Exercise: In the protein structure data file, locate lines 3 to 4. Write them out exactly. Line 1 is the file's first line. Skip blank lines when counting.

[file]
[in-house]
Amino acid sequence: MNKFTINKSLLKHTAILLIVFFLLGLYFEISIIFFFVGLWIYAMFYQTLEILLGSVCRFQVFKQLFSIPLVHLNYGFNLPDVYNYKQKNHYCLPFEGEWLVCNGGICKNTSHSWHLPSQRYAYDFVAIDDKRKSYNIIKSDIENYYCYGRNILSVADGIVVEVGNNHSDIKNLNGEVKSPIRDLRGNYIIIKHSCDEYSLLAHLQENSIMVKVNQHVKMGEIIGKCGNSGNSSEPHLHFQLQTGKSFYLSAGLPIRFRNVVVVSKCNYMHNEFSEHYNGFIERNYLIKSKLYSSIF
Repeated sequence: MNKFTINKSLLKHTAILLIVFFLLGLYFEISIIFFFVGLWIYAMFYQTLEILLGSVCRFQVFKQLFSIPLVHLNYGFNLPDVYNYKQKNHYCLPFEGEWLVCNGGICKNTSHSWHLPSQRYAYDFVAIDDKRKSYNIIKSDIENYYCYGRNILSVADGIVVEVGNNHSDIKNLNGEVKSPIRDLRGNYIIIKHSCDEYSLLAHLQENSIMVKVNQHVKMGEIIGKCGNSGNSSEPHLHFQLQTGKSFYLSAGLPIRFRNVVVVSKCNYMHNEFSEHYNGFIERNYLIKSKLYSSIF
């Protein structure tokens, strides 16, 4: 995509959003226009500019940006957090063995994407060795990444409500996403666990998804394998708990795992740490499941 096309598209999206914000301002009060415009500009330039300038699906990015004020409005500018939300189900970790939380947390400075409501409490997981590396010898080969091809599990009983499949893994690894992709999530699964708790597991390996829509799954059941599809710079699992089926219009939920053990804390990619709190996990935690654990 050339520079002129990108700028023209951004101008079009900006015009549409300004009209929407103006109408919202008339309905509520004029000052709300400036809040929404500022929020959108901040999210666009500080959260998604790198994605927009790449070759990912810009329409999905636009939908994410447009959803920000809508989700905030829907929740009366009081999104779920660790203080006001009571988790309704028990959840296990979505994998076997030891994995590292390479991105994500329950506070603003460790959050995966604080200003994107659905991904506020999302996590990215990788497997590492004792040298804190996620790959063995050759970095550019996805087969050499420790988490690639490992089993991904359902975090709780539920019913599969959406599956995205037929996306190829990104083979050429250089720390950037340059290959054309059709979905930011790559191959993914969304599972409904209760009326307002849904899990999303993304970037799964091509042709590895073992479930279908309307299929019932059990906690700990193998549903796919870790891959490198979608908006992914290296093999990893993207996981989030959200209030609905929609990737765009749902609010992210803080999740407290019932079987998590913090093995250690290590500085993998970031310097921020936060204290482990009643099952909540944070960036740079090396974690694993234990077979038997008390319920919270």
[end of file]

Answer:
Repeated sequence: MNKFTINKSLLKHTAILLIVFFLLGLYFEISIIFFFVGLWIYAMFYQTLEILLGSVCRFQVFKQLFSIPLVHLNYGFNLPDVYNYKQKNHYCLPFEGEWLVCNGGICKNTSHSWHLPSQRYAYDFVAIDDKRKSYNIIKSDIENYYCYGRNILSVADGIVVEVGNNHSDIKNLNGEVKSPIRDLRGNYIIIKHSCDEYSLLAHLQENSIMVKVNQHVKMGEIIGKCGNSGNSSEPHLHFQLQTGKSFYLSAGLPIRFRNVVVVSKCNYMHNEFSEHYNGFIERNYLIKSKLYSSIF
């Protein structure tokens, strides 16, 4: 995509959003226009500019940006957090063995994407060795990444409500996403666990998804394998708990795992740490499941 096309598209999206914000301002009060415009500009330039300038699906990015004020409005500018939300189900970790939380947390400075409501409490997981590396010898080969091809599990009983499949893994690894992709999530699964708790597991390996829509799954059941599809710079699992089926219009939920053990804390990619709190996990935690654990 050339520079002129990108700028023209951004101008079009900006015009549409300004009209929407103006109408919202008339309905509520004029000052709300400036809040929404500022929020959108901040999210666009500080959260998604790198994605927009790449070759990912810009329409999905636009939908994410447009959803920000809508989700905030829907929740009366009081999104779920660790203080006001009571988790309704028990959840296990979505994998076997030891994995590292390479991105994500329950506070603003460790959050995966604080200003994107659905991904506020999302996590990215990788497997590492004792040298804190996620790959063995050759970095550019996805087969050499420790988490690639490992089993991904359902975090709780539920019913599969959406599956995205037929996306190829990104083979050429250089720390950037340059290959054309059709979905930011790559191959993914969304599972409904209760009326307002849904899990999303993304970037799964091509042709590895073992479930279908309307299929019932059990906690700990193998549903796919870790891959490198979608908006992914290296093999990893993207996981989030959200209030609905929609990737765009749902609010992210803080999740407290019932079987998590913090093995250690290590500085993998970031310097921020936060204290482990009643099952909540944070960036740079090396974690694993234990077979038997008390319920919270």